The French Lieutenant's Woman Chapters 4-6 Summary

John Fowles

Chapters 4-6 Summary

The narrator relates the story of how the French lieutenant’s woman, Sarah, found a place to stay in Mrs. Poulteney’s house. Mrs. Poulteney is a wealthy widow who sees herself as a charitable woman. However, she also prides herself for being highly moral. Mrs. Poulteney has told the vicar of her local church that she would like to help a young woman in need and asked if he would help her find someone.

After looking around, the vicar produces the story of Sarah Woodruff. The vicar tells Mrs. Poulteney some of the details he has learned about Sarah. She is from the nearby town of Charmouth, where she was trained as a governess and worked for the Talbot family. Currently, Sarah is unemployed because she left that job and has not found a replacement. Sarah left because of her involvement with a French lieutenant. A French ship ran into trouble during a strong storm off the coast. Only three people survived; families in Charmouth took them in. Captain Talbot, the head of the house where Sarah was working as a governess, offered hospitality to one of the survivors, the French lieutenant. Because Talbot did not speak French, Sarah was asked to interpret. She had studied French in her training as a governess.

The vicar assures Mrs. Poulteney that Sarah acted properly with the French lieutenant, although it is apparent that she must have fallen in love with him. After the lieutenant’s leg healed, he left Charmouth to stay in Weymouth, where he would be able to make connections for a passage back to France. Two days after the lieutenant left, Sarah asked Mrs. Talbot to release her from her governess position. Mrs. Talbot asked Sarah for a reason but Sarah did not explain her decision. No one is aware of what happened, except that the French lieutenant never returned to Charmouth and Sarah eventually moved on to Lyme.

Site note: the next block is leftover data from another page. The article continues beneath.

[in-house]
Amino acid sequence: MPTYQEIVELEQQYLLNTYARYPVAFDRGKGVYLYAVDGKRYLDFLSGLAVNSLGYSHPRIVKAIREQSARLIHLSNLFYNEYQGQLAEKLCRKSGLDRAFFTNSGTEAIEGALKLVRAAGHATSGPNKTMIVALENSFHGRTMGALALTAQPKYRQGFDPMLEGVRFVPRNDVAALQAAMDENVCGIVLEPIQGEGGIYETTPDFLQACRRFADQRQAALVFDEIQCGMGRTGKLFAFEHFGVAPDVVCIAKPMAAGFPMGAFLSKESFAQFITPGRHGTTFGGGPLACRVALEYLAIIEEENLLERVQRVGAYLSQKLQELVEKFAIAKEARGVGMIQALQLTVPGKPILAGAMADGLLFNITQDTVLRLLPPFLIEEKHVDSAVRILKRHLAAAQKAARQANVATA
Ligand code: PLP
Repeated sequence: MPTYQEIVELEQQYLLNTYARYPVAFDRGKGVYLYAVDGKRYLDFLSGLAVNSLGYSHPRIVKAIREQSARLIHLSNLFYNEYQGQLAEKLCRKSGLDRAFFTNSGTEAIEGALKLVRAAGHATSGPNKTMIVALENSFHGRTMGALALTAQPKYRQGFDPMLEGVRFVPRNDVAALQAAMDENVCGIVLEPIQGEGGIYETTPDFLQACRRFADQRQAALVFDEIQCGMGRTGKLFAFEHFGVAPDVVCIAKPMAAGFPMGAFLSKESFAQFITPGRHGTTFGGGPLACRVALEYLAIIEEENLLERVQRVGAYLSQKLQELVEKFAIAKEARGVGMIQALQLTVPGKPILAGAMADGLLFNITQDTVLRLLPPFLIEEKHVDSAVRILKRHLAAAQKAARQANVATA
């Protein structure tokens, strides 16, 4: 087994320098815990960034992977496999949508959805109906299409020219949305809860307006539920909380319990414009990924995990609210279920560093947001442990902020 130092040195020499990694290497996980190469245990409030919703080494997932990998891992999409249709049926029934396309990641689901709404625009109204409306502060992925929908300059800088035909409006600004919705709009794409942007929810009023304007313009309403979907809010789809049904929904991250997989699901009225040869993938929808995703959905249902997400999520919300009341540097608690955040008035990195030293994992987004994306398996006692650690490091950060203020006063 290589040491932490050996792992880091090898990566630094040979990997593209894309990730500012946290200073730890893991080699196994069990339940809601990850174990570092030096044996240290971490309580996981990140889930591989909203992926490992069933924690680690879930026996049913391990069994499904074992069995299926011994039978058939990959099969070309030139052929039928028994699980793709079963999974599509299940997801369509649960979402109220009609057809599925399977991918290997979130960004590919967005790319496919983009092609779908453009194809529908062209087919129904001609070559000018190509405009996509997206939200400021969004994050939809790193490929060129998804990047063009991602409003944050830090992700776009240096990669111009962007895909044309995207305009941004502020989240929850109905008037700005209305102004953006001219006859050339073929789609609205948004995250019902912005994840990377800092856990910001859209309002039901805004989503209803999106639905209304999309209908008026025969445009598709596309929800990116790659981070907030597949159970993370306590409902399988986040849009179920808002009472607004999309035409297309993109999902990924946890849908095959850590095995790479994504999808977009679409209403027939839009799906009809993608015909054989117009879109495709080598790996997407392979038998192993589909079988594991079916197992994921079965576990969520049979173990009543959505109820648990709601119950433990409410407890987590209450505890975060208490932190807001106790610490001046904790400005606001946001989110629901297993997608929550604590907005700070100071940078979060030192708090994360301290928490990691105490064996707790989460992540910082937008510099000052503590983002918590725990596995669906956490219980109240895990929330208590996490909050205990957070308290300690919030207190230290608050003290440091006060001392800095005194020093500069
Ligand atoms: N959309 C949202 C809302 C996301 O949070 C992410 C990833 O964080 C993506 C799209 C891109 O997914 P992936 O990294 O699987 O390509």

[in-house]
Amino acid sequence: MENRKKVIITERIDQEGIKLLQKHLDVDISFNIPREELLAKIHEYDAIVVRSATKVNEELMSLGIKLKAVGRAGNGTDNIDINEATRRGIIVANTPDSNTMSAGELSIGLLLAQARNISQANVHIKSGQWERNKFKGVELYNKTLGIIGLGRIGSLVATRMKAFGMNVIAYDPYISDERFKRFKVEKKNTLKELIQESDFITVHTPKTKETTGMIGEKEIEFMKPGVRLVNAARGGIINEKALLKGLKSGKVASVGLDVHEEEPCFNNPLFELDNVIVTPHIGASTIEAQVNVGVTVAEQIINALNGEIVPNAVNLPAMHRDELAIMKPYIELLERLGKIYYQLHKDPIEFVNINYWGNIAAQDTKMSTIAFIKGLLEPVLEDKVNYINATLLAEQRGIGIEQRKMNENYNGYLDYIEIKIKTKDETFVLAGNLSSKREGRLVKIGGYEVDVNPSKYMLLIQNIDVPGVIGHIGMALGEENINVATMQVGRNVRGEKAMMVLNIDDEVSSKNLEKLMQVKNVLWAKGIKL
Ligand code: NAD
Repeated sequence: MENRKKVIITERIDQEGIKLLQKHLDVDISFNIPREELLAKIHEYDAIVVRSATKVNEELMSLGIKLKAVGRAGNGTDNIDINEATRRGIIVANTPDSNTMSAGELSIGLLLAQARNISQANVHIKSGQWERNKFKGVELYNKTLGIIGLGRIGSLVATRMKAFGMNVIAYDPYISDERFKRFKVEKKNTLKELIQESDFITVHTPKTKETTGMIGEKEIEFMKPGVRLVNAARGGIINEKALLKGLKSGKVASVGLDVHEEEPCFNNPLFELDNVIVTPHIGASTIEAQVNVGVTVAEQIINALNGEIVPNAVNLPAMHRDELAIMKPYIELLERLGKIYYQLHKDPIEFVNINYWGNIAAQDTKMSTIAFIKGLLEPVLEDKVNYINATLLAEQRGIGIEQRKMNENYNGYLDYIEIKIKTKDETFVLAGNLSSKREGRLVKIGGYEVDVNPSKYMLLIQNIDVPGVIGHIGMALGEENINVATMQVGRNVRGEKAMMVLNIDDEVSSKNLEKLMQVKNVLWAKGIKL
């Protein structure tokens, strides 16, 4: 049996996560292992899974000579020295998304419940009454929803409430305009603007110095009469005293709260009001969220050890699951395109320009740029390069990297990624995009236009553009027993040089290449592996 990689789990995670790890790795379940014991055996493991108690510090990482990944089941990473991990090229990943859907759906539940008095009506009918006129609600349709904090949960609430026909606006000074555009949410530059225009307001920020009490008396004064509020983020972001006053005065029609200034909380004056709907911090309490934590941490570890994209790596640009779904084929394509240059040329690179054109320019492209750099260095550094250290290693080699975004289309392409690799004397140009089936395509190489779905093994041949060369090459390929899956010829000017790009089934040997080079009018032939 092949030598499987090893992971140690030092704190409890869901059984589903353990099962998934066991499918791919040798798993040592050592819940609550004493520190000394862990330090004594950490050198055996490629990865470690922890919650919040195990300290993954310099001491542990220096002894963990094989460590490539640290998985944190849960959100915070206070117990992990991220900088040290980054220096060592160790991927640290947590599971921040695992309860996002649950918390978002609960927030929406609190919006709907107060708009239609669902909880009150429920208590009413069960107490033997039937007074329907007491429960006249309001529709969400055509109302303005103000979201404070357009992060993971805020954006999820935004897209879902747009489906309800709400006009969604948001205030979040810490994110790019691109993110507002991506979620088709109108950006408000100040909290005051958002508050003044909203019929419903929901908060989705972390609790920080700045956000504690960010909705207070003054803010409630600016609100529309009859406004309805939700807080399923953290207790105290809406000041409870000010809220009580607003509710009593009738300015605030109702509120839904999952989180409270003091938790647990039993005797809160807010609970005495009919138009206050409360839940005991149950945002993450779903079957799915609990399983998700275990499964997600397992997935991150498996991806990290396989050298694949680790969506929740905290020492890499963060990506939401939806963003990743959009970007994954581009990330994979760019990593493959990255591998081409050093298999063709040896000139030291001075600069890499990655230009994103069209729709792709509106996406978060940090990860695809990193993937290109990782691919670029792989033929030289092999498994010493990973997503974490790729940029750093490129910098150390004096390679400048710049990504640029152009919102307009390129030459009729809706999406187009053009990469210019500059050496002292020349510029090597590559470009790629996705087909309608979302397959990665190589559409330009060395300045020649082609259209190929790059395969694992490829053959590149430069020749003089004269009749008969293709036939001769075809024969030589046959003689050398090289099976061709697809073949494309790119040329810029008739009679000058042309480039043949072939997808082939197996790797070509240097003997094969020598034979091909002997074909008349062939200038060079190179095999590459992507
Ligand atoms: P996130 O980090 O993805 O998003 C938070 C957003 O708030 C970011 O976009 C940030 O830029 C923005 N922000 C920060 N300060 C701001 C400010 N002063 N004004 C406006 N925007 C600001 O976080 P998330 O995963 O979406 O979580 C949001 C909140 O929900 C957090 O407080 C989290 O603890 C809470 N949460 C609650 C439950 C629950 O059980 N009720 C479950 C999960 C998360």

After telling this story, the vicar tells Mrs. Poulteney that he is sure if Sarah had received better guidance, she would not be in her present difficult position. Through this statement, the vicar draws out Mrs. Poulteney’s sympathy for Sarah and appeals to the woman’s sense of charity to give Sarah a position and a home. The vicar adds that Sarah suffers from melancholia. She is constantly looking out at the sea, hoping the French lieutenant will return—or at least that is what everyone says.

Mrs. Poulteney’s sympathies are aroused. She asks that Sarah come to her for an interview. When Sarah arrives, Mrs. Poulteney asks her about the French lieutenant. Sarah refuses to provide details. Mrs. Poulteney interprets this as an expression of Sarah’s regret and believes Sarah is repentant for her past indiscretions (whatever feelings Sarah might have had for the French man). Mrs. Poulteney offers Sarah a room and a job as her assistant. Sarah accepts the offer but only because she has used up almost all of her savings.